To beat Female Genital Mutilation and cut, there must be a positive attitude shift by men and women and girls and boys alike against the vice.
With this premise, The Girl Generation support to African Led Movement (TGG-ALM) to end Female Genital Mutilation and Cutting (FGM/C) programme by ActionAid International Kenya has targeted pupils through the boys’ and girls’ forums across nine schools in Garissa County. These schools are situated miles away from Garissa town and in vulnerable, hard-to-reach areas.
*Adow, a pupil at Guyo Primary School (five kilometers from his village), started attending boys’ forums in 2021, and several sessions later, his voice saved his younger sister, *Farhya, from FGM/C. He hails from Munyij village, an area that is lagging in terms of socio-economic development. Munyij is predominantly occupied by the Vulnerable and Marginalized Group (VMG) called Waliwaanas. In Adow’s community, FGM/C and early (child) marriage has been the norm.
In the case of Adow, 15, who together with his two younger sisters were in the custody of their aunt, got wind that his guardian and two other aunties were hutching a plan to have Farhya cut. He sat with his aunt and convinced her to abort her mission.
“During the April school holidays, my aunt wanted to cut my little sister *Farhya. I hadz overheard her plan with my other two aunts. On the same evening, I approached my aunt, told her about the effects FGM/C would have on Farhya, and tried convincing her to abandon the plans. My aunt was afraid of stigma from the community if she had not cut my sister. The following morning, I went to Mama Sahara, a Kamuthe Women’s Rights Network member.
“Mama Sahara, two other members of the women’s network and the chief came to our home. My aunt was warned against subjecting Farhya to FGM/C. My aunt heeded their advice and is now held in high esteem, a role model in Munyij village.” Said Adow.
He noted that he gained the confidence to challenge FGM/C through the boys’ forum, saying:
“I spoke out and rescued my sister. Now my sister is free from this harm. I am willing to continue protecting the girls of my community through my voice and actions.”
Adow continues to say:
“In school, I get to speak against the practice of FGM/C during school debates and key international days like International Day for zero tolerance to FGM/C and the Day of African Child. The girls are our sisters. In this forum, we have been taught not to let anyone harm them. I will protect my sisters. My aunt has now joined the women’s rights network. Together with her, we will continue to fight against FGM/C and other harmful cultural practices that women and girls in school and my community go through.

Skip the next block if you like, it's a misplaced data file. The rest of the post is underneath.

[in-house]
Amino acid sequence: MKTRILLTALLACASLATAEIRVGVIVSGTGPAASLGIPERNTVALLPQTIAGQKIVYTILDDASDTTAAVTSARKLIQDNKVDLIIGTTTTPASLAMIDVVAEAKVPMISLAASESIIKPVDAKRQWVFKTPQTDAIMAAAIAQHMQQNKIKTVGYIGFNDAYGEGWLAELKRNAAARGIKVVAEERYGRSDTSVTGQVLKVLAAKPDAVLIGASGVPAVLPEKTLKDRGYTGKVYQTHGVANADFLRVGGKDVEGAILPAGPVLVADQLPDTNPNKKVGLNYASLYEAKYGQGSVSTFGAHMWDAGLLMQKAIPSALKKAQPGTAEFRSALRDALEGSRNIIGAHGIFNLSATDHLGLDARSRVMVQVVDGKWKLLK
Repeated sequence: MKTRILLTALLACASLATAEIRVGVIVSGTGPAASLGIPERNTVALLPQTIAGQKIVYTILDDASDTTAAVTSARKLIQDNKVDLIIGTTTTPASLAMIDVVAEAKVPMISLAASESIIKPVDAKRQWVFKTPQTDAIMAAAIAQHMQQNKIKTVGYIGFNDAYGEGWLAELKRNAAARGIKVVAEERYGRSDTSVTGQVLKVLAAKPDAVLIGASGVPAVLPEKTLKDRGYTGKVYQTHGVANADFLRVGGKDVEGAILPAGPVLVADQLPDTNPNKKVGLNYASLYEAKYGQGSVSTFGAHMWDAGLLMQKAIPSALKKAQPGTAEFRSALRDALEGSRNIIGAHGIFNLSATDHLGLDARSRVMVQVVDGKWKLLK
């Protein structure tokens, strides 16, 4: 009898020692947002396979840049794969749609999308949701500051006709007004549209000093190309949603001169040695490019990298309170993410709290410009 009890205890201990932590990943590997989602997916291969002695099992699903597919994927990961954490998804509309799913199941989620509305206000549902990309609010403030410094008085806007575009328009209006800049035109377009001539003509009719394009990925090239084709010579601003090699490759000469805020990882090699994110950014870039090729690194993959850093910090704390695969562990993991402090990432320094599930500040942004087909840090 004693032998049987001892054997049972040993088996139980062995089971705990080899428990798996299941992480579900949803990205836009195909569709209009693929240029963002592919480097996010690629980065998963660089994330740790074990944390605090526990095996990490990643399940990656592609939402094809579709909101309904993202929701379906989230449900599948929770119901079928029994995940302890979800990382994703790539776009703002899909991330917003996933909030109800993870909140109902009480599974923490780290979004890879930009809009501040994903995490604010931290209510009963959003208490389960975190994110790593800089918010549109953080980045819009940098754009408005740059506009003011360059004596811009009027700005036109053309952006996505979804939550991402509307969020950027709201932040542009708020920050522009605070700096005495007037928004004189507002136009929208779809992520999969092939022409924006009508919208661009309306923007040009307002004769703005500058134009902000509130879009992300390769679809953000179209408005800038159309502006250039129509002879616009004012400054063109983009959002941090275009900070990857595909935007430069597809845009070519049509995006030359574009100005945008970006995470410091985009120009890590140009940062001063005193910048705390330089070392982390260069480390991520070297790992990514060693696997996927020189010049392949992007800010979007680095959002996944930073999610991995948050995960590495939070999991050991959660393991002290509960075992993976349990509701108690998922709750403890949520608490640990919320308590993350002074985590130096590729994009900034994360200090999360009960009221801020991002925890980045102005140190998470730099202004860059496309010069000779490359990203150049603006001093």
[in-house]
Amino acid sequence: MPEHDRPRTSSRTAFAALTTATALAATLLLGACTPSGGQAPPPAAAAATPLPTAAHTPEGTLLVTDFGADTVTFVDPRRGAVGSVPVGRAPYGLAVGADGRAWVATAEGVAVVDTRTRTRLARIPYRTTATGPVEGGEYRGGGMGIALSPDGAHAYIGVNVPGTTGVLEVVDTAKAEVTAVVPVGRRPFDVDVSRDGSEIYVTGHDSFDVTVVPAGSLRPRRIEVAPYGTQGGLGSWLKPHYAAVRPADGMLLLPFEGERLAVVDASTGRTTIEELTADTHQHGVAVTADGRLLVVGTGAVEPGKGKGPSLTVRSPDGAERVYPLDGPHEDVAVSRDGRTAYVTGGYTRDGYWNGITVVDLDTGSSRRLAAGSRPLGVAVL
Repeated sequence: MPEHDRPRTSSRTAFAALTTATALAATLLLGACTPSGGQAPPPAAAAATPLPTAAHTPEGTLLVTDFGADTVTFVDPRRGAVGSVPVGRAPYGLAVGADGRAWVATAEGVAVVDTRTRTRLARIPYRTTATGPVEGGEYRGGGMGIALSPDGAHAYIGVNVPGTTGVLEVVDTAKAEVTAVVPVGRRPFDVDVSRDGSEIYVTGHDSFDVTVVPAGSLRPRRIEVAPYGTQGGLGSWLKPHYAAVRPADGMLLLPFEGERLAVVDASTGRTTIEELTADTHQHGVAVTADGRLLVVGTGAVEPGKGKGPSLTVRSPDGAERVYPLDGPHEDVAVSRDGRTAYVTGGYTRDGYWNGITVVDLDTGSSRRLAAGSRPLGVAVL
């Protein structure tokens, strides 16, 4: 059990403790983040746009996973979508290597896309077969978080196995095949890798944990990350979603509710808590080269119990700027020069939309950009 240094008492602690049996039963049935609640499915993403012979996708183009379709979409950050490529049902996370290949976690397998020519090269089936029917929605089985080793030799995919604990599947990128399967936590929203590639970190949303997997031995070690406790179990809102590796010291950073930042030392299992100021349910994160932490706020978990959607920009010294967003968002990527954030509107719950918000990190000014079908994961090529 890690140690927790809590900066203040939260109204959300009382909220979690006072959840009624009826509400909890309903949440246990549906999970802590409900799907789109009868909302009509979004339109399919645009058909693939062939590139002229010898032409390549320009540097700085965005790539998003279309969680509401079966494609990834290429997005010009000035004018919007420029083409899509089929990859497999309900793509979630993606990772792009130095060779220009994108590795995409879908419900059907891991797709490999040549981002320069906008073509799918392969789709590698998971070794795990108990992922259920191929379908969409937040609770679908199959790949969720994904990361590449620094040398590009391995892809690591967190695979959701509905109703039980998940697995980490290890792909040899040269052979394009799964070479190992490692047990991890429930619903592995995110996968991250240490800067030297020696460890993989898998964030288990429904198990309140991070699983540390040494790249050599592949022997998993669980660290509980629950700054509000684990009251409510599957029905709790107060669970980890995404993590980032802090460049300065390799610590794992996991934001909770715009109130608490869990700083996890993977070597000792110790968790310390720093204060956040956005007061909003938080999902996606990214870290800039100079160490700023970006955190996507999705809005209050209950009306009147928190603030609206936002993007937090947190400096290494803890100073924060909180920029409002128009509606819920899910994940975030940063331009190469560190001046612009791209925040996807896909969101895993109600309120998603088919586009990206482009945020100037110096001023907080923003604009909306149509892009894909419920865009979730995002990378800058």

“I am happy now because I see men and boys in my community advocate against FGM/C. I am also happy that girls and women are getting more support to stop cutting the girls from us, boys, and men, who are the main decision-makers in our community. It is my wish that FGM/C will come to an end in my community,” future.”
Boys’ and girls’ forums in the targeted schools feature nine to 18-year-old pupils with 14 patrons overseeing them. They engage the boys and girls separately using the forums manuals to facilitate weekly sessions.
These forums are safe spaces for the pupils; they learn more about themselves, grow their skills and knowledge and interact with their peers. The forums are inclusive, allowing them to voice their opinions and concerns.
Through these forums, girls and boys increase their knowledge and awareness of the effects FGM/C has on the girls and women. The forums aim to positively shift the attitudes and beliefs of boys and girls against the practice of FGM/C in their communities.
The TGG-ALM programme has recognized young boys’ role in ending FGM/C. Adow is an example of how the boys’ forums in schools have increased the agency and willingness of boys to support girls and women to end FGM/C in their communities.
Author: Zamzam Hassan, Project Coordinator the Girl Generation Programme . Mary Consolata Makokha, Communications Officer ActionAid Kenya
Edited by Ezra Kiriago ,Communications Coordinator ActionAid Kenya.